Two studies have found that people still prefer the tactile feel of a glossy magazine over their web-based counterparts - and would be far less likely to pay for web content in equal measure to the costs associated with a visit to the local newsstand.

How to Find Clients (WDVL, April 22nd)
Lee Creek takes a look at some effective techniques smaller Web design companies can employ in locating and securing clients.

The Post-Web World: Connecting with Connected Consumers (ClickZ, April 22nd)
Sean Carson examines the opportunities present in the wired world - regardless of whether the web remains central to this or fades into relative obscurity in terms of media consumption time.

Using E-Business to Play Catch-Up in Asia (eMarketer, April 22nd)
North American businesses retain a strong edge over their Asian counterparts, but the Asia-Pacific is showing signs of becoming more competitive. Steve Butler assesses the intercontinental differences.

Growing Pains for Amazon's Used Goods (CNET, April 22nd)
A wave of glitches at Amazon.com's storefronts over the past week is just the latest problem for the company's burgeoning used-goods business.

Etch-A-Sketch Maker Draws FTC's Ire (internet.com, April 22nd)
Demonstrating that it means business when it comes to online privacy for kids, the FTC marked the second anniversary of the Children's Online Privacy Protection Act (COPPA) by cracking down on the Etch-A-Sketch Web site and sending warning letters to 50 other sites.

Did Microsoft Miss the E-Commerce Boat? (E-Commerce Times, April 22nd)
Microsoft may have hampered its own candidacy for e-commerce stardom by compiling a track record of customer alienation, security breaches and underhanded land-grabbing, Morningstar's Kathman said.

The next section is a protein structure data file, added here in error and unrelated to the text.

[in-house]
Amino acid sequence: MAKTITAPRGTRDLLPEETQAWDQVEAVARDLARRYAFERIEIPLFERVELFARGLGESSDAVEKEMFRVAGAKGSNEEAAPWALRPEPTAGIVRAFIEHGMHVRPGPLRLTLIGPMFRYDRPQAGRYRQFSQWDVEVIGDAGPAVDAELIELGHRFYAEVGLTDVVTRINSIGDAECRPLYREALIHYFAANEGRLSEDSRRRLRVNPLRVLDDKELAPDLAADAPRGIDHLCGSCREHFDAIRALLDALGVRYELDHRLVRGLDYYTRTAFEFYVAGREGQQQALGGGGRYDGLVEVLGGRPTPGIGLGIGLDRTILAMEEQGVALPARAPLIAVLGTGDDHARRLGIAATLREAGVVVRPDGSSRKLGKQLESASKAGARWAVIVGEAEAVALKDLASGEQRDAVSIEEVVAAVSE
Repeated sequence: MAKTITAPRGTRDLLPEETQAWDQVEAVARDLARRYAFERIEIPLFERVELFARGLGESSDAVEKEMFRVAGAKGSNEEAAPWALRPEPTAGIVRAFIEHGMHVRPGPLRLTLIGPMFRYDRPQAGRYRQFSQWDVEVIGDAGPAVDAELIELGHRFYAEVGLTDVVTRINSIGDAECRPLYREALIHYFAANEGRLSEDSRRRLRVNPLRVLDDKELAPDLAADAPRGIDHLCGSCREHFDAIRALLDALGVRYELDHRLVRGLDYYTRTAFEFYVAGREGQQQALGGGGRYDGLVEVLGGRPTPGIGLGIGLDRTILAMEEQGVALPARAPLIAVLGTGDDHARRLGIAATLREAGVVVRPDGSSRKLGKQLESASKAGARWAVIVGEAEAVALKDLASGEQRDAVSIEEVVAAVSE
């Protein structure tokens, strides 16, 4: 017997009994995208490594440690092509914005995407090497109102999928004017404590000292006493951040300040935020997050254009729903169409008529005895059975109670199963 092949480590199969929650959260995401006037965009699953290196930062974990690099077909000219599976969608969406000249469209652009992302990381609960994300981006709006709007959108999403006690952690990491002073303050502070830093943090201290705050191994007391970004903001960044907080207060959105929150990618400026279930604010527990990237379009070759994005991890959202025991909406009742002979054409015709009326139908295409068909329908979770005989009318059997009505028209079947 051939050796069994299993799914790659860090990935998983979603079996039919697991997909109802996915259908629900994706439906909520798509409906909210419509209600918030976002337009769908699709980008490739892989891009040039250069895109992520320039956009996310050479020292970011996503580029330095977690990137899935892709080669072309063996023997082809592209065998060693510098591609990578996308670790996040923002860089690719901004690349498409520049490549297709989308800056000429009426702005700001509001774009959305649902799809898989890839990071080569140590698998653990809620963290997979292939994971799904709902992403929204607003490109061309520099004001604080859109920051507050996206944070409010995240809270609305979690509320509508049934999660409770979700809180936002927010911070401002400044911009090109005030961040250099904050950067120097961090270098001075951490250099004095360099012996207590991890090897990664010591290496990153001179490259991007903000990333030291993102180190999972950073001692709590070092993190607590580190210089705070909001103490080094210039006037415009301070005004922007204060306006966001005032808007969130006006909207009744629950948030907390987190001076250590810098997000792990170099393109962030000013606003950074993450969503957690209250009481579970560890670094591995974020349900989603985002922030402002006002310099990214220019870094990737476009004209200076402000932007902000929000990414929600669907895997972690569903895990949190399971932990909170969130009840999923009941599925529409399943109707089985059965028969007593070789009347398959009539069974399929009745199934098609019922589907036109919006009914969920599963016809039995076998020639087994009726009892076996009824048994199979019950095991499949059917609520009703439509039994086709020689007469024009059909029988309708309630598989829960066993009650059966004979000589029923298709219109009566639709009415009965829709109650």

Rescue Strategies for Faltering Small-Biz Sites (E-Commerce Times, April 19th)
This article describes the dangers associated with becoming an also-ran in a highly competitive etailing space. The article also notes strategies that smaller players may adopt to give them a niche edge over the bigger brands so as to carve out a sufficient market for themselves.

Hollings Wants Consumers to Opt-In to Online Privacy (internet.com, April 19th)
U.S. Senator Ernest Hollings introduced legislation Thursday aimed at beefing up online privacy for consumers that would require online businesses to get user permission to disclose certain information. The bill calls for users to 'opt-in' before allowing sites to share with third parties sensitive information such as political or religious beliefs, credit card information or sexual orientation. Less sensitive information, such as buying preferences, could be shared with third parties unless the user specifically asked (opt-out) the site not to disclose the information.

W3C Opens Korean Office (internet.com, April 19th)
Adding to its international presence, the Cambridge, Mass., Web standards group opens in a technology hotspot.

Effectively Managing Subscribers (ClickZ, April 19th)
It's easy to point fingers at competitors - until you find you're guilty of the same transgressions. At least finding out what the competition's doing wrong is an opportunity for you to get it right. This author in particular has found value in the effective management of every step of a customer's interaction with his email newsletter - including even the unsubscribe process, which can turn a potential loss into an opportunity.

Creating a Buzz with Marketing Gimmicks (HitBoxCentral, April 18th)
Submitting to search engines, tweaking pages, submitting articles to ezines, trading links, and publishing your own ezine or discussion list are all very good methods of traffic building. BUT (you knew this was coming) nothing can compare to the traffic that can be generated by a good marketing gimmick.

Mind on the Job (australia.internet.com, April 18th)
An ambitious Penn State study made of users of the Excite search engine between 1997 and 2001 (ending approximately when the engine called it quits as a search provider) has provided a great deal of information concerning the ever-shifting trends in web usage. Amongst the most dramatic changes were a shift away from pornography and towards business and finance as the most popular search topics. The survey also found that web users of today are far less likely to look beyond the first page of results gathered by a search engine, and are looking for relevance and depth, rather than breadth in their searches.